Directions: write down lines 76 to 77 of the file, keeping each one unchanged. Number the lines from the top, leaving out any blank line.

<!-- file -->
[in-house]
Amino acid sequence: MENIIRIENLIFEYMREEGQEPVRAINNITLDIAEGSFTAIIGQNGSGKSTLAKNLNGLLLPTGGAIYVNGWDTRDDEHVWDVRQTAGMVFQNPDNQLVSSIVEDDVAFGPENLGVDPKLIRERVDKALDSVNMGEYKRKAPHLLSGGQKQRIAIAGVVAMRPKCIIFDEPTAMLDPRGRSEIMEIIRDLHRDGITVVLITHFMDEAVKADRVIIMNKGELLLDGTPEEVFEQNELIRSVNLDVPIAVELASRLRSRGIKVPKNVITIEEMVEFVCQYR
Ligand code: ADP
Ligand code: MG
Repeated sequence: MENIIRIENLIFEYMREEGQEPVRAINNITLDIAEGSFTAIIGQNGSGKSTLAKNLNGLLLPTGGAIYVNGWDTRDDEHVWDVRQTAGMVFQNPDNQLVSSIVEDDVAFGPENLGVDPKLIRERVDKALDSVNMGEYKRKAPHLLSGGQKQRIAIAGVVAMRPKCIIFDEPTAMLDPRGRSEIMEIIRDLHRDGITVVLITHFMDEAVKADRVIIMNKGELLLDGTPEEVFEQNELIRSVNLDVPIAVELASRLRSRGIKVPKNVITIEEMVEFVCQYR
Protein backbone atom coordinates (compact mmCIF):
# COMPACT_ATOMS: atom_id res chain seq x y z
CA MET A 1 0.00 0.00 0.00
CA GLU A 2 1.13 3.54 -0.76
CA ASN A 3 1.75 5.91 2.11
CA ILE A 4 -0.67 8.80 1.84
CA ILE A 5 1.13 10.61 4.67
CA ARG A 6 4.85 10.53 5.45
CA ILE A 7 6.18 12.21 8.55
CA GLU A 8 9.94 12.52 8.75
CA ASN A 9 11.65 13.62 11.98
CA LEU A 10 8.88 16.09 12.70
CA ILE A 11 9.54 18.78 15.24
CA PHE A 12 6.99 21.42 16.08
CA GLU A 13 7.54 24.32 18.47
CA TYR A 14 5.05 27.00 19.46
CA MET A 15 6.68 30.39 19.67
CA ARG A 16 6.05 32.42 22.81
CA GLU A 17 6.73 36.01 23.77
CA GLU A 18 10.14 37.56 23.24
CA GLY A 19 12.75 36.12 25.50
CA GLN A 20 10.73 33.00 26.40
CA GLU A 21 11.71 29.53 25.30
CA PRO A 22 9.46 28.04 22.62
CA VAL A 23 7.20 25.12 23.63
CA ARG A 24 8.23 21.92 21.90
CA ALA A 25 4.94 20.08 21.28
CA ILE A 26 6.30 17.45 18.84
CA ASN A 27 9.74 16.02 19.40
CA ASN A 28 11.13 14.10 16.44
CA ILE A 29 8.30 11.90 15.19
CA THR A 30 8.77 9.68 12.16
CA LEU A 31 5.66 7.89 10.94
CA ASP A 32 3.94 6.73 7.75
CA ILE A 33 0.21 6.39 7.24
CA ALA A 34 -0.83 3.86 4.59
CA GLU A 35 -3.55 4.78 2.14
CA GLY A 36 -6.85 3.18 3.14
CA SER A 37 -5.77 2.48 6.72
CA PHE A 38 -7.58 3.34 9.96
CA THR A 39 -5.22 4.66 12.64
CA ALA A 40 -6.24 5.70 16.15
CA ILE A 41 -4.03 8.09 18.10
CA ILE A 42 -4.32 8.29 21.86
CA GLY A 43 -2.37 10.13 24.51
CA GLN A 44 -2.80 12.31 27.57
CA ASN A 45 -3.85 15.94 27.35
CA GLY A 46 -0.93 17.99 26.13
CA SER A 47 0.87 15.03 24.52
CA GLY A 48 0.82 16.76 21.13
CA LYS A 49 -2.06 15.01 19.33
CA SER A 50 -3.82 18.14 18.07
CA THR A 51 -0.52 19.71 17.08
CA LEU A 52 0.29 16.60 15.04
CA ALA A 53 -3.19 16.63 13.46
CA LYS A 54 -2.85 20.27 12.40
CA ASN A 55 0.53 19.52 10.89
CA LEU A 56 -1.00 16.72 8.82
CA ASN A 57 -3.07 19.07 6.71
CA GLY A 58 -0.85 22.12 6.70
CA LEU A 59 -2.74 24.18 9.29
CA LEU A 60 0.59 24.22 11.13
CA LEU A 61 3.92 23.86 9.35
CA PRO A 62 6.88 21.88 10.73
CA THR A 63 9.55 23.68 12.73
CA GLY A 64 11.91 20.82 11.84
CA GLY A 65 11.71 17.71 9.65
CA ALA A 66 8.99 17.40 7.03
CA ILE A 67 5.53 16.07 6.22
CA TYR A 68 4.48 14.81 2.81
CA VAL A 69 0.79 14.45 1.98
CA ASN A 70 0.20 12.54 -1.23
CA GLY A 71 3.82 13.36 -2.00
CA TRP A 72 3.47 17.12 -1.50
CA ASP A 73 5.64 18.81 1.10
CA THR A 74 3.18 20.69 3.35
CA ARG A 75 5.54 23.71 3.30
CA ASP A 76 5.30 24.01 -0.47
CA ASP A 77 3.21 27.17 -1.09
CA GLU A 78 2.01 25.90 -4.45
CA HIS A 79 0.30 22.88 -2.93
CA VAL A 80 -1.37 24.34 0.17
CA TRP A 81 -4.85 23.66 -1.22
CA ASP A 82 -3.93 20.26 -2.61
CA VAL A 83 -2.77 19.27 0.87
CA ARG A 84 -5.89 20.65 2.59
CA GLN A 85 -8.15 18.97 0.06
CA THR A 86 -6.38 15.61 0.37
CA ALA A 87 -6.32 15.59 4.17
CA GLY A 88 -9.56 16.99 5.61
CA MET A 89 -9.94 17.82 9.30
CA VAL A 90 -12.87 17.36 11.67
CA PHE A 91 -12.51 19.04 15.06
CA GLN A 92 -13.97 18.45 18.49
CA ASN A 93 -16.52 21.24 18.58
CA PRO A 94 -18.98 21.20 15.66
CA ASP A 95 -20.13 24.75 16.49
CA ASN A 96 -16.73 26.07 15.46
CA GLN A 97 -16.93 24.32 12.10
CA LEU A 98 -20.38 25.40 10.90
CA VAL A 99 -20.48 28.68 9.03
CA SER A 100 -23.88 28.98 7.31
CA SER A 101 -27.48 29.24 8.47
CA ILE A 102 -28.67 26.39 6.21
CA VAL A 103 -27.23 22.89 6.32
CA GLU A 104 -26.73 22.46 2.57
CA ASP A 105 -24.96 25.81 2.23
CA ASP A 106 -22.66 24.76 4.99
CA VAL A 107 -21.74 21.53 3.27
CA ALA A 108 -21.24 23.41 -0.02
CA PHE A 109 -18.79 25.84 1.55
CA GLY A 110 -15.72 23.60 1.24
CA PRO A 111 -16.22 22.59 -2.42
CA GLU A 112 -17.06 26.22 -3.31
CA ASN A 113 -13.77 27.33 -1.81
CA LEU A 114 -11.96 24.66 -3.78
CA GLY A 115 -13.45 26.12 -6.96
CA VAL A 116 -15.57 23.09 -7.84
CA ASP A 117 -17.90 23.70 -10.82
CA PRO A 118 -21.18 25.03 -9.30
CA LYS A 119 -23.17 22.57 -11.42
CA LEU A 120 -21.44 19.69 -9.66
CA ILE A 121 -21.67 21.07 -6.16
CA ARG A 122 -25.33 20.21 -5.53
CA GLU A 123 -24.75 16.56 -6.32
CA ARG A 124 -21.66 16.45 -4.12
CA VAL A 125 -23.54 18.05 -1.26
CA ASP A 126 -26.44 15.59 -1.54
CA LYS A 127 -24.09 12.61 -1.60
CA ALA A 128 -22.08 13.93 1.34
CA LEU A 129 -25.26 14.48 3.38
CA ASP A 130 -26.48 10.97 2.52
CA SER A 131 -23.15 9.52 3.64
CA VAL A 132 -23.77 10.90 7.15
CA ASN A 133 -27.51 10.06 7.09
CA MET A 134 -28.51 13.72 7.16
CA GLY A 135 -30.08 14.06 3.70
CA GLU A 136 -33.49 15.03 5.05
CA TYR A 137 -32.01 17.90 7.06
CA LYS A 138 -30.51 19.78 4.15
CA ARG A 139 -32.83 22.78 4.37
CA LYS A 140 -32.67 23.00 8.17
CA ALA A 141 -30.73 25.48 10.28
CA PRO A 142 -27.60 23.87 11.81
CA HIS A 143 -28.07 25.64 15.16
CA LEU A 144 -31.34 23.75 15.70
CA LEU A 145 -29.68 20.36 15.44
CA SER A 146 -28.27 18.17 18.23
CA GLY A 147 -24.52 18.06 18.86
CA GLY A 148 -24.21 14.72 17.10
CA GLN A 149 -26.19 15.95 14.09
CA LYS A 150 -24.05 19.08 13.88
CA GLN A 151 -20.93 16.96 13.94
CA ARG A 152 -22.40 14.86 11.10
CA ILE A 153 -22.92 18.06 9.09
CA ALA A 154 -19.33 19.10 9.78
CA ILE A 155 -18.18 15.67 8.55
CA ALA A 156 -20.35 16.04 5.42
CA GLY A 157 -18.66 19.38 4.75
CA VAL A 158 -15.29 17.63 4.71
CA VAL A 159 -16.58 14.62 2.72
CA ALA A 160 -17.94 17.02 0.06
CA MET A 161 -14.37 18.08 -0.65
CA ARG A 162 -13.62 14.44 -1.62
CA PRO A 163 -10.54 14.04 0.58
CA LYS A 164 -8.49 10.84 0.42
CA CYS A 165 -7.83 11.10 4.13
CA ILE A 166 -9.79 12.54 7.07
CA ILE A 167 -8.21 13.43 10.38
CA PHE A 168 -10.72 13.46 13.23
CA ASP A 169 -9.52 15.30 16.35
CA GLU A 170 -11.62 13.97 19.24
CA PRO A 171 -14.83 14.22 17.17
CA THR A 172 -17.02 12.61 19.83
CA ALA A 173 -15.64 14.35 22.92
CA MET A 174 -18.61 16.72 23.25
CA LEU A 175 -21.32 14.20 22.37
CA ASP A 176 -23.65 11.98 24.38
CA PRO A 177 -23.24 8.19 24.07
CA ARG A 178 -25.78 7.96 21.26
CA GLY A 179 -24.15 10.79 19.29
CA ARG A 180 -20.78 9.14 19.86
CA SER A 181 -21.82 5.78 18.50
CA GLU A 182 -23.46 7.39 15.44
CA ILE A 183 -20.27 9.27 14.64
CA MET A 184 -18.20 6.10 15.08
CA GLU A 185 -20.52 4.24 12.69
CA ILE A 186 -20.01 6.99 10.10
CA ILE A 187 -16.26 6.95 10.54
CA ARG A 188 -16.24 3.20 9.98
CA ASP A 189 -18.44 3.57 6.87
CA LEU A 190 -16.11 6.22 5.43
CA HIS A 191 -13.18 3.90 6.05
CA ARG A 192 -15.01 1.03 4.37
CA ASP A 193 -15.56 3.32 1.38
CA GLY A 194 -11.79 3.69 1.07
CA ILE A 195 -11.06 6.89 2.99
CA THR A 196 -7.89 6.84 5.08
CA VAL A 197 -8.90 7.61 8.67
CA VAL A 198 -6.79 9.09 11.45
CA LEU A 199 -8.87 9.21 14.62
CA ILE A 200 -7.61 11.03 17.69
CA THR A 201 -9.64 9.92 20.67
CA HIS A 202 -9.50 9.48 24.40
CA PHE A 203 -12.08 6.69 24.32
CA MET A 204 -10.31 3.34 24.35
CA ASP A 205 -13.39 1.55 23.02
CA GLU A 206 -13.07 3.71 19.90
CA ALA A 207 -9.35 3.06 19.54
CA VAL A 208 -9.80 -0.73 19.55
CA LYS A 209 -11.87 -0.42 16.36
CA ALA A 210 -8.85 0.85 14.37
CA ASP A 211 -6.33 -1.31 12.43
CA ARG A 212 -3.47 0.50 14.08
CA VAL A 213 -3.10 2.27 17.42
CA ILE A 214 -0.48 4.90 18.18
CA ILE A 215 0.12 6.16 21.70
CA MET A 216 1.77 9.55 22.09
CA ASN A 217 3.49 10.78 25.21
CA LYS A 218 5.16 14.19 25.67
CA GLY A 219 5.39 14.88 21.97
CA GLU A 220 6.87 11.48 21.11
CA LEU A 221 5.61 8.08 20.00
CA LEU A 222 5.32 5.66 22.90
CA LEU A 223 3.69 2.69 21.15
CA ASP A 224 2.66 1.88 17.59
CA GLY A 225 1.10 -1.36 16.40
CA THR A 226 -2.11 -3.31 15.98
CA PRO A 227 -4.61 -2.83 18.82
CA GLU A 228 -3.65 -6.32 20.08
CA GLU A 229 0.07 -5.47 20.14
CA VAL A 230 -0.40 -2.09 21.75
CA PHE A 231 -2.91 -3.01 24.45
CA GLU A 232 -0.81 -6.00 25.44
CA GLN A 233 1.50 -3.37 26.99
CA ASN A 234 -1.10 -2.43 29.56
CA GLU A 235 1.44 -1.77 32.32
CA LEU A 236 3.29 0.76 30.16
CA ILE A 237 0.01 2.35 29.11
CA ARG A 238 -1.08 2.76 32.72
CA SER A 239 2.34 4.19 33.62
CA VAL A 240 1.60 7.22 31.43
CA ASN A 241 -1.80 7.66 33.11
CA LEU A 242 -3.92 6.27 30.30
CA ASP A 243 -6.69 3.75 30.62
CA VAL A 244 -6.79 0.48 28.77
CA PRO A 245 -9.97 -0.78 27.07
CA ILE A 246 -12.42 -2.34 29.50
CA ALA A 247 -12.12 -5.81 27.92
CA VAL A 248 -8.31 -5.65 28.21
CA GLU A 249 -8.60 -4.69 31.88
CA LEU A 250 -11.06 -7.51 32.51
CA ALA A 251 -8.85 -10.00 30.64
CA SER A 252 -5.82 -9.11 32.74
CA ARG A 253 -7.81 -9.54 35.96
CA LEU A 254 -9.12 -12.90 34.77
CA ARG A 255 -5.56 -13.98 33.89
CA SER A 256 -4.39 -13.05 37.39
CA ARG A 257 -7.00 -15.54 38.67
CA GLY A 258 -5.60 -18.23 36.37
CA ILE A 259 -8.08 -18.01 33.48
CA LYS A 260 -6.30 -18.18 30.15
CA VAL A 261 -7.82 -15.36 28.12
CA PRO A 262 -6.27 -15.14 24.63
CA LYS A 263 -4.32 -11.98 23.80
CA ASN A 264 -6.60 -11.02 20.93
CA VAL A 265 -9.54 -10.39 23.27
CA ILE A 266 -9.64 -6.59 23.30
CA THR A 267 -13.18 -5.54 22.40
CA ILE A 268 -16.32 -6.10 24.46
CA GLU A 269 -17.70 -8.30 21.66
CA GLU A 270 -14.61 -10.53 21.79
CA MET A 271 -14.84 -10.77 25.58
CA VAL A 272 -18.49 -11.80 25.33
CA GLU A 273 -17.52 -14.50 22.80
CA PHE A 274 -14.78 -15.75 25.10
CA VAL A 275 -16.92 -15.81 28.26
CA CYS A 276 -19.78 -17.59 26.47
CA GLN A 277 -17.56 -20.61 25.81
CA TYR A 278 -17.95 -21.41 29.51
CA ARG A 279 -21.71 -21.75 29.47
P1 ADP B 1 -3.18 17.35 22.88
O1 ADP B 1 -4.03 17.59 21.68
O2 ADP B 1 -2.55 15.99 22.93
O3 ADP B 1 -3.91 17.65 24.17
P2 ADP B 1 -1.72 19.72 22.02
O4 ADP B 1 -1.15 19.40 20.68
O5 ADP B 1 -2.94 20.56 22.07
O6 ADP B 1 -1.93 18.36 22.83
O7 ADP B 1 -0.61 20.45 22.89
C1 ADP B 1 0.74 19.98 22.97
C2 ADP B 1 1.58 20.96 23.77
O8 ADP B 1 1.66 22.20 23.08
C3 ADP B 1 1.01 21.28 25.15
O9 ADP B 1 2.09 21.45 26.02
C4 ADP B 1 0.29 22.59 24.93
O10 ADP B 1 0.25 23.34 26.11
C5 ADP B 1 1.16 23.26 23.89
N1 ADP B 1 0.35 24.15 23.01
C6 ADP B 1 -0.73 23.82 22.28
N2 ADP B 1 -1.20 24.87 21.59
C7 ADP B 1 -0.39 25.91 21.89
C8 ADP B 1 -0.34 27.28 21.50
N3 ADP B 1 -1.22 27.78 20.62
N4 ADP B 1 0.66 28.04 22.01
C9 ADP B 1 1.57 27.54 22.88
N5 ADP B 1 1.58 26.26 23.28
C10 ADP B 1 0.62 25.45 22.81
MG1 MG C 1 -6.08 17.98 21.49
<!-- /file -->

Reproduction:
CA VAL A 69 0.79 14.45 1.98
CA ASN A 70 0.20 12.54 -1.23